CAIRO, Nov 27 (Reuters) - The International Monetary Fund's board will require there is no major change in economic outlook or policy when it considers approving a $4.8 billion loan to Egypt, an IMF spokeswoman said.
The loan deal was agreed in principle this month with an IMF team in Cairo and the board is expected to meet to finalise the facility on Dec. 19.
Spokeswoman Wafa Amr's remarks were made in an emailed response to questions about whether President Mohamed Mursi's decree to extend his powers would threaten the preliminary loan deal, seen as vital to rebuilding confidence in Egypt's economy.
His decree has set off a wave of protests and violence.
"Consideration of the agreement by the IMF Executive Board will require that there is no major change in the economic outlook and implementation plans," Amr said.
Egyptian officials have not indicated any shift in economic plans that include reining in the budget deficit from about 11 percent of gross domestic product in 2011/12 to 8.5 percent in the financial year that ends in June 2014.
When the preliminary agreement was reached, a member of the IMF team involved in the negotiations said he expected it would be approved by the board.
"The staff-level agreement on financial support from the IMF is based on the economic and social policies that the government plans to implement under its programme," Amr said in reference to the initial loan deal that was announced on Nov. 20.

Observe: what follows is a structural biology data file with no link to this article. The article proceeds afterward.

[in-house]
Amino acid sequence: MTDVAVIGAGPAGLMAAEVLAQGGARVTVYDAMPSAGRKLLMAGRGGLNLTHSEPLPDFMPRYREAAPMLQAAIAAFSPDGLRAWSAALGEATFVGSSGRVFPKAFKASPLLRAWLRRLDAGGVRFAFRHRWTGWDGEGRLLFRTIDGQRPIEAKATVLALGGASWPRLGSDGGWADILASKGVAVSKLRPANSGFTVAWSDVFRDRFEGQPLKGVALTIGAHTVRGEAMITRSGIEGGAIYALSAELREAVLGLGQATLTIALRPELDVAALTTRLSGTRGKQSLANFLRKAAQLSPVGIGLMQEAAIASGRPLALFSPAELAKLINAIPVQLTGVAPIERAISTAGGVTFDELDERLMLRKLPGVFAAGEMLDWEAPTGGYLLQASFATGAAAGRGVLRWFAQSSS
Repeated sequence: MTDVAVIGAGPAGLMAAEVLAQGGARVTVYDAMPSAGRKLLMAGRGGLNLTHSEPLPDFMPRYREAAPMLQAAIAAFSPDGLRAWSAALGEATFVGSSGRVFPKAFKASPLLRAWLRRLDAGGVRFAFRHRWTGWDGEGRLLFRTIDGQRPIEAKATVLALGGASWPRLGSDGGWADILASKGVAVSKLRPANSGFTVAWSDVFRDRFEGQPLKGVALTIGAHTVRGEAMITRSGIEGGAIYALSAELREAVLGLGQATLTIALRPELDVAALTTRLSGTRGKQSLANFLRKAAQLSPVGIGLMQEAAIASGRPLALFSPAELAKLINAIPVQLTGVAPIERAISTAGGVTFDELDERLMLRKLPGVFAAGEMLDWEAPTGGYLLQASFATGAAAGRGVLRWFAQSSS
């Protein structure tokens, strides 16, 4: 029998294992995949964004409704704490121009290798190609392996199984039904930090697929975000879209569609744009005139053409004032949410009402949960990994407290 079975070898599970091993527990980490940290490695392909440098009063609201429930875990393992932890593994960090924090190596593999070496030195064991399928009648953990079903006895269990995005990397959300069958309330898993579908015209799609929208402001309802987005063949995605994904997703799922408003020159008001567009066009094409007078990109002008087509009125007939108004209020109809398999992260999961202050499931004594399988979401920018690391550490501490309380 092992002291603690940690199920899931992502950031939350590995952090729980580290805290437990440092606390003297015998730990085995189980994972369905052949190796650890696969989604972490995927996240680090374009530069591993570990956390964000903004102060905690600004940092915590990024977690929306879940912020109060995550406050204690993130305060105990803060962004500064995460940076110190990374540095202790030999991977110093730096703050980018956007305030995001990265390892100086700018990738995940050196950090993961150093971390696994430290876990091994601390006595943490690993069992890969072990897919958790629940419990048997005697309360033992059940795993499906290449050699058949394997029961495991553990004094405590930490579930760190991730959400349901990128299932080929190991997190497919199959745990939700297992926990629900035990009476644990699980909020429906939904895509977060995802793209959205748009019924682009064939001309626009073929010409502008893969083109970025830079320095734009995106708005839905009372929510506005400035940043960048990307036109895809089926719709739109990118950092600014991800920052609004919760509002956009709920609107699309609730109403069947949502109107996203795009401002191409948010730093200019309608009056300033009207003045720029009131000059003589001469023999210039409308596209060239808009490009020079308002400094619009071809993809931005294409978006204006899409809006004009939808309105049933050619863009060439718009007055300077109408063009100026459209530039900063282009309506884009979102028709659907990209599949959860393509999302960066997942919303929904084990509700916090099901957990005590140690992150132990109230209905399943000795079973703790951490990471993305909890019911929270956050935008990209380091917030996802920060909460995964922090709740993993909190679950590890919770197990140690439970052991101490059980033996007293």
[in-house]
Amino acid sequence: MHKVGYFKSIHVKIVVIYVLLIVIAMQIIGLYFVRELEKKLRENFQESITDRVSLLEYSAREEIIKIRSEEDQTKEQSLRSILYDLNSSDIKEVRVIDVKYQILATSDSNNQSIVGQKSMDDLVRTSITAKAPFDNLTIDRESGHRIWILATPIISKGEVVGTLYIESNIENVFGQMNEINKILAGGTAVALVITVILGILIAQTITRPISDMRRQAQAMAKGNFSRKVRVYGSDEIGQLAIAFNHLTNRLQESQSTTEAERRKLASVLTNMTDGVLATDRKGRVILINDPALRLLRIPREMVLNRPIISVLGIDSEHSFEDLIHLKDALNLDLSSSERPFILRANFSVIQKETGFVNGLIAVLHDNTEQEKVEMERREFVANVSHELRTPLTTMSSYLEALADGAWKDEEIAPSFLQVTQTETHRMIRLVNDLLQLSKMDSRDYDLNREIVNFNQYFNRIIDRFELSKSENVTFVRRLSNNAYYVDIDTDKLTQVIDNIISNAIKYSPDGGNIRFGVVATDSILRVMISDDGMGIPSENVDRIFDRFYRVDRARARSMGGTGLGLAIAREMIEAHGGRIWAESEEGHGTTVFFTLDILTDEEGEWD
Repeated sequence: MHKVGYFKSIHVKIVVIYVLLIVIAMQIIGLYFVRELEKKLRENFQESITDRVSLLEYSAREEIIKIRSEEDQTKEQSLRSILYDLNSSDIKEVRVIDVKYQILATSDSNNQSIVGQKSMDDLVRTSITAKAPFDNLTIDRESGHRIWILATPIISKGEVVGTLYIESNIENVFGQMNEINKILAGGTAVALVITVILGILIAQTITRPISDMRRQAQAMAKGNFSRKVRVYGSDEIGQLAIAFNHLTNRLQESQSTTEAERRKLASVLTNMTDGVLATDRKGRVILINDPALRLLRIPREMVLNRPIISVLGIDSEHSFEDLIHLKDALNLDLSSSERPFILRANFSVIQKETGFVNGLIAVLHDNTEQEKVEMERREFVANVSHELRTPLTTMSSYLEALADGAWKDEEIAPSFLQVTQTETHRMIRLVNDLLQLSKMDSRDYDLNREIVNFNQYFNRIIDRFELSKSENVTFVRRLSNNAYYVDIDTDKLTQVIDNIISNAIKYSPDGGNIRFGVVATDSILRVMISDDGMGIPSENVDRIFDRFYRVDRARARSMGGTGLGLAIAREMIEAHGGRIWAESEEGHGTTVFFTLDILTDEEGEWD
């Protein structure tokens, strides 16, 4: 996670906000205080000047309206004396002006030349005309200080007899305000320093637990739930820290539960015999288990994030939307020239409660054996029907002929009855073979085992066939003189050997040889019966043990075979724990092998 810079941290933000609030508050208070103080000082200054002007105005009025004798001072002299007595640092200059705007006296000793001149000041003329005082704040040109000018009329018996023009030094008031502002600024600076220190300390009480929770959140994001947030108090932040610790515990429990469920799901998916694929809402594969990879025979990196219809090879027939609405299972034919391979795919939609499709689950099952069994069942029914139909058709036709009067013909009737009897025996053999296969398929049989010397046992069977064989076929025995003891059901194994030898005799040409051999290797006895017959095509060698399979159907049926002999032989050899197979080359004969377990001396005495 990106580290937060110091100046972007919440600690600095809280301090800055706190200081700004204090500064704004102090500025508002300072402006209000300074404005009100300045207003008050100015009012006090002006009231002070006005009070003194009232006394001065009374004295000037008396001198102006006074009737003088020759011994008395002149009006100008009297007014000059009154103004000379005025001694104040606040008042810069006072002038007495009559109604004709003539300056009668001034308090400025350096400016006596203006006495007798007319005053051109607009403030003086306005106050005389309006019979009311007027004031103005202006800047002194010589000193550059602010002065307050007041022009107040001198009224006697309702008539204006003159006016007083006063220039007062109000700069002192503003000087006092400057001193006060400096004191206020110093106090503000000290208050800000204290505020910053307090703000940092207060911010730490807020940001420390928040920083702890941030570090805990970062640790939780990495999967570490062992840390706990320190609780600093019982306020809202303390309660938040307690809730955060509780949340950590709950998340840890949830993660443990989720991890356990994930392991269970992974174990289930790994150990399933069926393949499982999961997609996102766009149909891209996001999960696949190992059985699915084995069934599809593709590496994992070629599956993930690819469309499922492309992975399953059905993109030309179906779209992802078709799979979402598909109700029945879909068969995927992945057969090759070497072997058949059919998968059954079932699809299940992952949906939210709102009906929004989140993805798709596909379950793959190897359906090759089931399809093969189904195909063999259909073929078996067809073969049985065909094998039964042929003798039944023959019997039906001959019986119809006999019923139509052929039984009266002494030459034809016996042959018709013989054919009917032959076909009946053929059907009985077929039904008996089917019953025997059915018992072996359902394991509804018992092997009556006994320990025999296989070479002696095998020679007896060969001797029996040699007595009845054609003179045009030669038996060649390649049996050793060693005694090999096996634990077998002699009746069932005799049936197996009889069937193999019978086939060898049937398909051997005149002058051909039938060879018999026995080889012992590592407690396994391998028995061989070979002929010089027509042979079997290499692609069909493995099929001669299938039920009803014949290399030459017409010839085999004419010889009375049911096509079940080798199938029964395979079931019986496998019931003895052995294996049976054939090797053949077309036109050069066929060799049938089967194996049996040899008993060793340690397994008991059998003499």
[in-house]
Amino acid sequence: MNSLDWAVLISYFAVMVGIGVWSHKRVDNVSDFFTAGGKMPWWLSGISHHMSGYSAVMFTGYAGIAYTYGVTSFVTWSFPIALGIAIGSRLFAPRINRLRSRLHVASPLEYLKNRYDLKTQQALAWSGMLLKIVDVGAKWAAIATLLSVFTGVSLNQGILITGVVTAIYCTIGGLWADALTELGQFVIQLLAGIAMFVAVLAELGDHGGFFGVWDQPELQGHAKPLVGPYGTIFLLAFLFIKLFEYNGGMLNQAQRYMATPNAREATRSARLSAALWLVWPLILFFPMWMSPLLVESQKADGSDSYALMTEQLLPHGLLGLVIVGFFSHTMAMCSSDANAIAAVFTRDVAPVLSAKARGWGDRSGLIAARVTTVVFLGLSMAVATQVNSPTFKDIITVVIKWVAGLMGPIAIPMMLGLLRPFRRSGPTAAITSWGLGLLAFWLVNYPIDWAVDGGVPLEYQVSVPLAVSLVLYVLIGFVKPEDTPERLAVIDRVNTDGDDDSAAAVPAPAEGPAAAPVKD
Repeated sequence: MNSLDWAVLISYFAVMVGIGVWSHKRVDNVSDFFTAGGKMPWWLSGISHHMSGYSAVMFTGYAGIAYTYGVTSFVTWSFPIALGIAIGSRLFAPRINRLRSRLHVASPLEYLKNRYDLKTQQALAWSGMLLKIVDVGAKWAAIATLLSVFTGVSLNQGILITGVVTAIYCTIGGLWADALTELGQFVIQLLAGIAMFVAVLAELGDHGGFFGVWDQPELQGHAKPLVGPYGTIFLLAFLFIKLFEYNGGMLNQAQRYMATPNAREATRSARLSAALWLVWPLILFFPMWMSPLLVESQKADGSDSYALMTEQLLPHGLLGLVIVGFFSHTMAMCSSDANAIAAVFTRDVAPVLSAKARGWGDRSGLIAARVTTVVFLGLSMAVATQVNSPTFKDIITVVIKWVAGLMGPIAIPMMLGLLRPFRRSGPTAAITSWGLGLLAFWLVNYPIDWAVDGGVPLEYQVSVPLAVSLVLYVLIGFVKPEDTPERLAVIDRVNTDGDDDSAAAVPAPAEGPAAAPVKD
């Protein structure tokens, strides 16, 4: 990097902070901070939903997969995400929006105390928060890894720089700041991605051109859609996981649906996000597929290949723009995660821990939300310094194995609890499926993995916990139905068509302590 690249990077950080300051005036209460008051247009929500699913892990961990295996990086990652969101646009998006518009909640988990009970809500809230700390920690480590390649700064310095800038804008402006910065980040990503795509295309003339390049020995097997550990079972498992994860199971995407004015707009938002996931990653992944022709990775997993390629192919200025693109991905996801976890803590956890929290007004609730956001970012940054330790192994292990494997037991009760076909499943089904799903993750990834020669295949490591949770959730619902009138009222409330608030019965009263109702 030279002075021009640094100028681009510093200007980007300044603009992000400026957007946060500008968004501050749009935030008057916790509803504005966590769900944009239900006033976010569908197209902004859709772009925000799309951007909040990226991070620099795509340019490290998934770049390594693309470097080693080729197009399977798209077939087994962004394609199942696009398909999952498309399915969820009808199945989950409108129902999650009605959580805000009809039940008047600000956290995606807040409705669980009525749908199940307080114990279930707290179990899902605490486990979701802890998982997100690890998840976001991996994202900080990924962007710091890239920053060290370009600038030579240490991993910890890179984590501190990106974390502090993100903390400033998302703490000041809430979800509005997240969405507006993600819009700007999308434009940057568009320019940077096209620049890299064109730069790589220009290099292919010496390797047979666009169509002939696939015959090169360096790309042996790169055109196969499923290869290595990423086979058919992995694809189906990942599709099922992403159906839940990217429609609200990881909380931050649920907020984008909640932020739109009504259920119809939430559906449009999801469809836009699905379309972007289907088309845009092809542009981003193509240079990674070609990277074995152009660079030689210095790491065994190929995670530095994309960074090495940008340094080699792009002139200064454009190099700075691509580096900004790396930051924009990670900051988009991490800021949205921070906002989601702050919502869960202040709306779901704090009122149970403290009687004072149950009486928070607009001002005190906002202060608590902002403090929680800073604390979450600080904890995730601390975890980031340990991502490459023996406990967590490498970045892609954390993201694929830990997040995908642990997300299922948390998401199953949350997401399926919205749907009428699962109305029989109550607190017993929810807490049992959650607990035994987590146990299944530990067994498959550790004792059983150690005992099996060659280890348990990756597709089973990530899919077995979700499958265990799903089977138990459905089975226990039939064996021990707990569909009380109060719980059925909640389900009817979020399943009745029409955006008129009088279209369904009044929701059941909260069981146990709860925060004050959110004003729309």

Amr said implementing those plans included passing a revised budget for 2012/13 that reflected planned tax and spending measures.
She said it also required "assurances from Egypt's bilateral and multilateral partners regarding their expected provision of programme financing".
The IMF deal is expected to encourage investors and support from other nations for Egypt, whose economy has been hammered by political unrest since Hosni Mubarak was overthrown in 2011.
On the budget, Egypt initially forecast a deficit of about 8 percent of GDP for 2012/13, which economists said at the time of publication was optimistic. Since then, officials have said that target could not be met because reforms it was based on had not been implemented.
Egypt said it would issue a supplementary budget once a deal with the IMF was reached, and Planning and International Cooperation Minister Ashraf al-Araby said on Saturday the deficit for 2012/13 was now expected to be 10 percent of GDP.